Fairbanks Hatchery May Go into Operation in December

The state’s new sport fish hatchery in Fairbanks could go into operation by December. The behind schedule and over budget facility has been plagued by problems with a water treatment system that has failed to work at high water flows.  Contractor CH2M Hill has been working to rectify the problem at the Ruth Burnett Sport Fish Hatchery, which was originally scheduled to come on line more than a year ago. Hatchery Manager Gary George says things finally look promising.

Fairbanks ground water needs to be treated to rear fish. George says iron and manganese concentration targets are being consistently met at maximum flow rates, something that hasn’t happened in previous testing.  He credits water purification modifications done last spring for allowing the system to finally perform as designed.   The hatchery is in the midst of a 30 day performance test to make sure the system can handle power outages and other upsets.  George says if it passes, the hatchery could start operating before the new year, starting with fingerling trout.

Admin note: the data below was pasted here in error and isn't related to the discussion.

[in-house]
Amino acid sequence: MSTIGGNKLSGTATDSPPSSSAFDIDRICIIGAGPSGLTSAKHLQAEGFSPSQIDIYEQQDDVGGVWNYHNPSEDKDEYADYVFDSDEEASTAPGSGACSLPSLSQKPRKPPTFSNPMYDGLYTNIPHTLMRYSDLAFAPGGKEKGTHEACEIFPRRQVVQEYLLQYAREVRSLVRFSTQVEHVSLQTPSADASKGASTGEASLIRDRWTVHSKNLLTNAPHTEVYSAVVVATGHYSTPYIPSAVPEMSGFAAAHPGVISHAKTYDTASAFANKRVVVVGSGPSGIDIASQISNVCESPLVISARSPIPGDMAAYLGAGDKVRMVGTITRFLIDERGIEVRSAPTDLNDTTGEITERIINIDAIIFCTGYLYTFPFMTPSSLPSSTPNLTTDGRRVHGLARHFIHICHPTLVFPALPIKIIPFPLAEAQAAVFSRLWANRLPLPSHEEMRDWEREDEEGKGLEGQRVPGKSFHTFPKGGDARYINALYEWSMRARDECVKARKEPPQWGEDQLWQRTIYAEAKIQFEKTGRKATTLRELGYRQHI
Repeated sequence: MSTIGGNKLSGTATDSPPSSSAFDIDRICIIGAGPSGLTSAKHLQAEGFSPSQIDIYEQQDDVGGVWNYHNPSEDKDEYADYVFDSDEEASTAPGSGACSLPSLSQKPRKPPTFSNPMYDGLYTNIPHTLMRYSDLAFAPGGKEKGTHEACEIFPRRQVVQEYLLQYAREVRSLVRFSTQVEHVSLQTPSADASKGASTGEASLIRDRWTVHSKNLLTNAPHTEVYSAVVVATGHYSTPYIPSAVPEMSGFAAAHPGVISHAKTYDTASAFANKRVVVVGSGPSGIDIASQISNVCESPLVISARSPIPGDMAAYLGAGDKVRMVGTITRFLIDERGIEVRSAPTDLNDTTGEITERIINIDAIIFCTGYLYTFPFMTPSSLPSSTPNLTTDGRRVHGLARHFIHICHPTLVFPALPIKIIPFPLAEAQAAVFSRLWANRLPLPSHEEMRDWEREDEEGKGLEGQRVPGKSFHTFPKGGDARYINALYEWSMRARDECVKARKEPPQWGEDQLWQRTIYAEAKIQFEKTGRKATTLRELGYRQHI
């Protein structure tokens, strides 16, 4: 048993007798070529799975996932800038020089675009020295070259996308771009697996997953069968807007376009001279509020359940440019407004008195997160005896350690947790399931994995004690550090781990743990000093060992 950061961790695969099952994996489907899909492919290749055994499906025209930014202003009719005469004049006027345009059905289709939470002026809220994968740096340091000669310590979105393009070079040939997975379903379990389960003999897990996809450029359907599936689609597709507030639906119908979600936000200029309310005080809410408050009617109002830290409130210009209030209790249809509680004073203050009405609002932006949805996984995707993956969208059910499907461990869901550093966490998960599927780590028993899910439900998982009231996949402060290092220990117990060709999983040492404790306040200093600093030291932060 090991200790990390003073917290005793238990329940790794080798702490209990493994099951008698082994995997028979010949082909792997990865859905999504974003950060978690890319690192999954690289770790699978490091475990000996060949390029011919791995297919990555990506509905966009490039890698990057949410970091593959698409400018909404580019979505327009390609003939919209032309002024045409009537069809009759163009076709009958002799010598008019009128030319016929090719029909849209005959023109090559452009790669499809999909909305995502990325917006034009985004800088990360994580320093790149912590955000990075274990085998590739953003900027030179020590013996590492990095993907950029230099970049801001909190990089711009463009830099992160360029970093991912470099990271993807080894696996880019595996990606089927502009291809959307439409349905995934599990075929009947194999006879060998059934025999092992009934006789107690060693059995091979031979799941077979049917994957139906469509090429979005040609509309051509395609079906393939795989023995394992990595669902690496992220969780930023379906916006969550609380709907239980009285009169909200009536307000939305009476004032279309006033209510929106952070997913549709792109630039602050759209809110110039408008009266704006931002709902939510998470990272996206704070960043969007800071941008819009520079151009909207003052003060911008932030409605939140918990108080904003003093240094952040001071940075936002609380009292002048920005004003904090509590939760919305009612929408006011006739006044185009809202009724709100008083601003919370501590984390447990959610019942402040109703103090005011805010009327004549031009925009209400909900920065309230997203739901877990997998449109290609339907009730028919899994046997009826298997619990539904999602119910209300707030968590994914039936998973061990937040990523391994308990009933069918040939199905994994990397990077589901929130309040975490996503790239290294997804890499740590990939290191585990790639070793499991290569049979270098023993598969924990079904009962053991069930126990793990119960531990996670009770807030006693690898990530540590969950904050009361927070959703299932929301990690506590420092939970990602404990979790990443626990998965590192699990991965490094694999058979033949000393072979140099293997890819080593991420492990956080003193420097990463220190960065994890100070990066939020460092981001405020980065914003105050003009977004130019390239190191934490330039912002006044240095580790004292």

Geoge says other species will follow. The hatchery is designed to rear rainbow trout, king and silver salmon, arctic char and arctic grayling to stock interior waters. It’s unclear how much the water system fix will add to the Hatcheries $46 million price, a figure already twice what the state originally estimated.  Geoge says the state and CH2M Hill have to work that out.

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